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Howie Roseman returns from exile to aid Doug Pederson

PHILADELPHIA -- His boss is promising “100-percent accountability” for personnel decisions. For Howie Roseman, getting pushed out of his job carried the sting of accountability.

Roseman was the Philadelphia Eagles' general manager when coach Chip Kelly convinced owner Jeff Lurie to give him full control of personnel decisions. A year later, Kelly was fired and Roseman was back in a position of authority.

Roseman helped Lurie with the search process that resulted in the hiring of Doug Pederson. He will be involved as the team hires a new personnel executive.

The whole experience has changed him, Roseman said Tuesday.

“I think when this happened last year, this was something I took to heart,” Roseman said. “I think it goes back to what was really important to me and that was the relationships. So how can I build better relationships?”

Roseman’s record as a GM was mixed. He was in charge when the Eagles drafted Danny Watkins in the first round, but also when they took Fletcher Cox. He said Tuesday that he was responsible for the team’s drafting of linebacker Marcus Smith II in the first round in 2014.

“I’ll take responsibility for everything that happened when I was the general manager here,” Roseman said. “I’m happy to take responsibility for all that.”

With Pederson, Roseman has a chance to rewrite his Eagles legacy. Pederson was an Eagles assistant coach for four years. On top of that, Pederson and Roseman are both represented by agent Bob LaMonte. There is already a familiarity and trust that Roseman never developed with Kelly.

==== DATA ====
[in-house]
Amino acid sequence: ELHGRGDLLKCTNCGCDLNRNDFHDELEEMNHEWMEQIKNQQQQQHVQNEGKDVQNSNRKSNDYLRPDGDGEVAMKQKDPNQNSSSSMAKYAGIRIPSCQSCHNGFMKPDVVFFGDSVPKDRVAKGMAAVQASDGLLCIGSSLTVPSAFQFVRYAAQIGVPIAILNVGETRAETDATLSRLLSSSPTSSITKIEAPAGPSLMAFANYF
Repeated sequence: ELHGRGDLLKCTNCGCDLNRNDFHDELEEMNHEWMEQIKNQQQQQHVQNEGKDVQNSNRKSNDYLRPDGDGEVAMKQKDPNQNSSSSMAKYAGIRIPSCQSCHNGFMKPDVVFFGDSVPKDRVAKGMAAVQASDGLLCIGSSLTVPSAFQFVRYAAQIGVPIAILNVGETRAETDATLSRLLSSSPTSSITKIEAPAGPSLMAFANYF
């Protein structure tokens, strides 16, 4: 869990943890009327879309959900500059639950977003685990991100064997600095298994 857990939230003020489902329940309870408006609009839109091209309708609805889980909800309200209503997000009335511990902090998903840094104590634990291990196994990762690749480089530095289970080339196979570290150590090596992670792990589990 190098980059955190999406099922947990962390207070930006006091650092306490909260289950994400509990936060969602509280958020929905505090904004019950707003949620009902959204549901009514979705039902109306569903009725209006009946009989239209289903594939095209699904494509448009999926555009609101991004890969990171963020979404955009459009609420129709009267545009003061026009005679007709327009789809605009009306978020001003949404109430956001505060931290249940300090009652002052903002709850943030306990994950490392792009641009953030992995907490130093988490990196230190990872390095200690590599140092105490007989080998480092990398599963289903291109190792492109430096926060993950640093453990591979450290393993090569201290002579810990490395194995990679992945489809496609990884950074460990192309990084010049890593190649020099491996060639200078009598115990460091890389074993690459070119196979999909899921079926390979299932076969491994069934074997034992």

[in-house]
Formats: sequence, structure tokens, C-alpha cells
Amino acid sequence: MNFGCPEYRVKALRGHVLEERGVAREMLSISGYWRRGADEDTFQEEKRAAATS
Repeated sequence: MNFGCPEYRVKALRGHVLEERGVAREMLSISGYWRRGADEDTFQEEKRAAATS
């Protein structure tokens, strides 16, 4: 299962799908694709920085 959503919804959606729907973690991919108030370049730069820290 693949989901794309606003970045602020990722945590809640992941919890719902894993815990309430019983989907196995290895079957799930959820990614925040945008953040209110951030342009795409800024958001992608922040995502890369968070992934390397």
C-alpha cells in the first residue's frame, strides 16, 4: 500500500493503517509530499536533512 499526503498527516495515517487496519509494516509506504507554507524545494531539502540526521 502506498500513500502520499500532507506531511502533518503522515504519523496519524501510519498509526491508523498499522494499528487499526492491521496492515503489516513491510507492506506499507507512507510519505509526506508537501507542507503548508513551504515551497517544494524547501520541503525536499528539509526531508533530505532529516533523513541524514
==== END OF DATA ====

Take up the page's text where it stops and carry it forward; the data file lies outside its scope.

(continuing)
“I’ve been very fortunate in the National Football League about how my career has been and so I took it as an opportunity to work on some things that maybe I hadn’t had a chance to work on because I was too busy doing whatever the role is,” Roseman said.

“And that’s not an excuse, but I felt like it was an opportunity for me to do that and work on things and I feel very fortunate that I had the opportunity to do that.”

Before Kelly, Roseman was a constant in the turmoil that became characteristic of the Eagles’ front office. Executives, from Tom Heckert and Jason Licht to Joe Banner and Tom Gamble, have left the team while Roseman survived.

“I learned that the relationships are really important to me, that the people are really important to me,” Roseman said. “And all I could do is kind of move forward here and kind of just work on some things through the course of the year and kind of learn from the experience.”